True, Parkinson’s disease is a movement disorder caused by dopamine deficiency, but it’s not just that. Cognitive changes in PD patients are more often than not present and disruptive to the patient, and unfortunately it’s often under-treated or not treated at all, leaving the sufferer frustrated and depressed. More physicians need to realize the importance of addressing cognitive and other nonmotor symptoms of PD.
Nearly every PD patient experiences some degree of cognitive change ranging from mild to severe. Some people who experience mild cognitive changes in memory or thinking ability consider them a mere nuisance; however others report symptoms noticeable enough to affect job performance and ability to manage things at home.
What are some of the types of cognitive changes that occur in Parkinson’s patients?
Executive dysfunctions affect higher order mental processes such as problem solving, planning, initiating and following through of tasks and multi-tasking. PD patients often describe getting overwhelmed or actually ‘freezing’ in situations requiring the formulation of a series of choices or tasks. PD patients are more effective in focusing on one goal or concept at a time.
Most PD patients experience memory disturbances. Remembering things that have already been learned is the most common difficulty reported. For a person with PD to effectively learn and more importantly retain new information, repetition may be necessary.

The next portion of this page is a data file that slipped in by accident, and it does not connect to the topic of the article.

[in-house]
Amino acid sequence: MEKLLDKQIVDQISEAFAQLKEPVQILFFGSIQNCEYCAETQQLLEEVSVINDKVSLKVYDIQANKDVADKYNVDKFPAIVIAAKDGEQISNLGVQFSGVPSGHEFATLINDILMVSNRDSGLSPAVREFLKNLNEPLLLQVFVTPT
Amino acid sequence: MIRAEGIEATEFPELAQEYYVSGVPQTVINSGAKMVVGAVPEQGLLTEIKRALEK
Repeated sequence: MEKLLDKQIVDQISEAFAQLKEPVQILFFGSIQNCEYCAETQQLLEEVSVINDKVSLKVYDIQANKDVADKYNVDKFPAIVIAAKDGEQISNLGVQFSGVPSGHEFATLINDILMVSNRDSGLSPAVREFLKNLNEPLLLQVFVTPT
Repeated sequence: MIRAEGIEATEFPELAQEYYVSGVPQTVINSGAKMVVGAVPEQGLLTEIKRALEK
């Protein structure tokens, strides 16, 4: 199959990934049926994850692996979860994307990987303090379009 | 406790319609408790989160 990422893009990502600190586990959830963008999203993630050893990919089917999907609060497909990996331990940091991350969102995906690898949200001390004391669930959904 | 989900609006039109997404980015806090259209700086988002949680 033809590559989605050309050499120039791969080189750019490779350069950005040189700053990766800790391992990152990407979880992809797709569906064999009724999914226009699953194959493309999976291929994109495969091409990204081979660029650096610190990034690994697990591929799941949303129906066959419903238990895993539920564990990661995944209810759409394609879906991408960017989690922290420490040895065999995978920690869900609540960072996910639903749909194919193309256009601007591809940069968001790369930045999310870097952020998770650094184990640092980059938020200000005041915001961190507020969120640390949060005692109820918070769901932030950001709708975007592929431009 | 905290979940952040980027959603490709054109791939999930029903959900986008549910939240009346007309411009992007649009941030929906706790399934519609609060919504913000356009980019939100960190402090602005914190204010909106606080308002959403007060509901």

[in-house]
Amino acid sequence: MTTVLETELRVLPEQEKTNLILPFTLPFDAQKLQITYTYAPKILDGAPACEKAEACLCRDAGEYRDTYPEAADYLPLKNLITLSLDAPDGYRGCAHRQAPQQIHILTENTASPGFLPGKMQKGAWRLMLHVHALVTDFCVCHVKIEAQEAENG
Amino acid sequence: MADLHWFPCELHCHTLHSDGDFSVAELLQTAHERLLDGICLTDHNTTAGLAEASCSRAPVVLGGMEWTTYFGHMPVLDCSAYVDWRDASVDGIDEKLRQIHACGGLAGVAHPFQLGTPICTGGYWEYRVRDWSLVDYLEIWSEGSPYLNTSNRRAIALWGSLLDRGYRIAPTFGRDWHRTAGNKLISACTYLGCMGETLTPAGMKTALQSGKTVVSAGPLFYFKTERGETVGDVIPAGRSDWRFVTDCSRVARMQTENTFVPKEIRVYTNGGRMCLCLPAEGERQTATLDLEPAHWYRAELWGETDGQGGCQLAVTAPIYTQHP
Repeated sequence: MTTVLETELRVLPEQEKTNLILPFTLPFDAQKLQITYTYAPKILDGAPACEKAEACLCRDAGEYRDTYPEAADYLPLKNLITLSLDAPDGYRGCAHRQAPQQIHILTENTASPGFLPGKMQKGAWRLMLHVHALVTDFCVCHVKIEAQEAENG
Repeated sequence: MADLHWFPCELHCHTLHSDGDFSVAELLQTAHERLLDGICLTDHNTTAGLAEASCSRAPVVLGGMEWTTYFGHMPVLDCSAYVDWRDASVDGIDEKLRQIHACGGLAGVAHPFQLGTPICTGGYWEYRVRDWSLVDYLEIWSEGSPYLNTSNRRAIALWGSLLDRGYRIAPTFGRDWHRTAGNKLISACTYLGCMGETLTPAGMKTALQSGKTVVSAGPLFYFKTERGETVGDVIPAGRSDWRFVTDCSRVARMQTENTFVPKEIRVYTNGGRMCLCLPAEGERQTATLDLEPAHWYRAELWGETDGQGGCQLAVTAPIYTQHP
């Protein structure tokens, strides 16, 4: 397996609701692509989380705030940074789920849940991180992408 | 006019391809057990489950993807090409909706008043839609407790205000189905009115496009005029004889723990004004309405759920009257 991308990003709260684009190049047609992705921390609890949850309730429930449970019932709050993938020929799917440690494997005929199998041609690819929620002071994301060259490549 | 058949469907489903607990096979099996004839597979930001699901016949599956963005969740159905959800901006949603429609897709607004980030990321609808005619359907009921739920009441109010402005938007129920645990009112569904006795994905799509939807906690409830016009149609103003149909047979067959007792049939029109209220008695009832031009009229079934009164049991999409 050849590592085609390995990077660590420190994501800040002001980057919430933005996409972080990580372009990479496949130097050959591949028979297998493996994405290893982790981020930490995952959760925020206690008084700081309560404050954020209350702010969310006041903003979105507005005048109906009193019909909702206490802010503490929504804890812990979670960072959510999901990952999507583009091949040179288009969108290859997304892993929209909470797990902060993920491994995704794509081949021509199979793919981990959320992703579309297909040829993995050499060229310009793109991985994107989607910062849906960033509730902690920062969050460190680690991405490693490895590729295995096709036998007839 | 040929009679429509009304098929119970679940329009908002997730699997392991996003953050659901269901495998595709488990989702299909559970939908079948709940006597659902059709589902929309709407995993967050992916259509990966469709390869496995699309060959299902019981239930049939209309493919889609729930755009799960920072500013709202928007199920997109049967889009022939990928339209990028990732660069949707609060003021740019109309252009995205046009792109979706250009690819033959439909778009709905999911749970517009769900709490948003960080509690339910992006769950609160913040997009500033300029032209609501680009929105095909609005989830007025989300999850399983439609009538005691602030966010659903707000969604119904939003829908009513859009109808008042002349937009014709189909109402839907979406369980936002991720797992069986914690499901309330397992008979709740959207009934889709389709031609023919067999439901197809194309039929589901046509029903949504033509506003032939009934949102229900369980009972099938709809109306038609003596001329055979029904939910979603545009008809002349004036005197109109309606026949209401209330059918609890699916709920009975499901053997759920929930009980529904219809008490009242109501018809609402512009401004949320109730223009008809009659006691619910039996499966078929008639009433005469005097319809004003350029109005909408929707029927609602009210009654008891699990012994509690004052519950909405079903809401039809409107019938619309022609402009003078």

Attention difficulties pose a problem for the PD patient as the complexity of a situation increases. It is difficult for them to maintain focus or divide their attention. This can affect everyday activities such as walking, maintaining balance, and carrying on a conversation.
Bradyphrenia is a term that means (slowed mental processing). PD patients often report the disease affects how quickly they can process and respond to information. Slowness in information processing impacts other cognitive processes such as problem-solving and retrieving of information, as well as daily activities such as conversing.
Language dysfunction refers to the most common language related difficulty for those with PD, which is word-finding. As a person’s Parkinson’s progresses, they may find it more difficult to comprehend complex information, and may begin to use more simplified and less spontaneous speech.
Visual-spatial difficulties for PD patients that develop this type of cognitive change may begin to experience difficulty navigating around the house, or estimating distances when reaching for something, increasing their risk for falls. In extreme cases, visual-spatial problems may lead to visual misperceptions, or illusions.
In conclusion, cognitive changes are present to some varying degree in almost every person with Parkinson’s disease and they become more prominent as PD progresses. PD patients experiencing cognitive disturbances should consult their physicians to take advantage of the currently available medications and behavioral strategies.
Note: This article is for informational purposes only and is not a substitute for a physician’s diagnosis of Parkinson’s disease or for a physician’s prescription of drugs or recommended treatment for Parkinson’s disease. If you believe you have Parkinson’s disease, contact a physician immediately and follow their instructions for treatment.